3. Your Hair Is Killing It
Ever seen a black girl walk by with killer hair? Let her know! Maybe your comment will make her day! However, there is a right way and a wrong way to compliment a black woman’s hair. Don’t reach out and touch her hair as you compliment it – and definitely, do not couple the compliment with an insult. People will often say “your hair looks amazing even though it’s so nappy!” or “your hair is gorgeous! Are you mixed with something?”. Both of those comments are not cool. Older black women tend to compliment my hair and suggest a relaxer or texturizer in the same sentence. Don’t be condescending. If you want to give a compliment, do it and mean it. A well-intentioned but offensive compliment still feels like a slap in the face.
4. I Aspire To Be Like You/You’re My Role Model
There’s so much change that needs to happen in the black community—particularly when it comes to the self-esteem of black women. It’s a priority that we begin to love ourselves, and that’s going to start by the black women of today passing on self-love to the younger generations. I try to inspire younger black girls to wear their hair natural, to love their dark skin and to feel worthy and desirable at all moments. I may not feel confident all the time, but remembering that there are young black girls looking up to me reminds me to love myself even when I don’t want to or feel like it. Even adult black women can inspire other similar-aged black women to live happy, inspirational lives with a clear set of values and a commitment to our community.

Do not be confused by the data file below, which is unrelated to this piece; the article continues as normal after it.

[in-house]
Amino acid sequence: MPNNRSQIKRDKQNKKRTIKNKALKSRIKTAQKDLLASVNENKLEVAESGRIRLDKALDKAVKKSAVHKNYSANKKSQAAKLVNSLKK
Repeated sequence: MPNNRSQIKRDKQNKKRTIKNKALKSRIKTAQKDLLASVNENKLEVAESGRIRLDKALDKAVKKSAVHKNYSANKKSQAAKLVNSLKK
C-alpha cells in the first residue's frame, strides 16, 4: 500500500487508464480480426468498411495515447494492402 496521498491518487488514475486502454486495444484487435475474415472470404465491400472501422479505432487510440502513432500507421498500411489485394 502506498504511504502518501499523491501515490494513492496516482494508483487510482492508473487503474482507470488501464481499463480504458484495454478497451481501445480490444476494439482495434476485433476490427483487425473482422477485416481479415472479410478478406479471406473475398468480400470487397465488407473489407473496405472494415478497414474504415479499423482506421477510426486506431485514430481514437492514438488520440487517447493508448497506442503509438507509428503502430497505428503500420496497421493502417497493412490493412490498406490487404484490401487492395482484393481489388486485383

Although black women tend to have really good skin (thanks to our melanin), we can still be prone to acne, dark spots, sun damage and dry skin. I work really hard on my skin, using many black-owned skin care products that are designed to moisturize my skin and it’s always appreciated when someone notices that effort and says “you have nice skin”. You don’t have to put down white skin to compliment us, but the appreciation of our shade and deep tones is always welcome.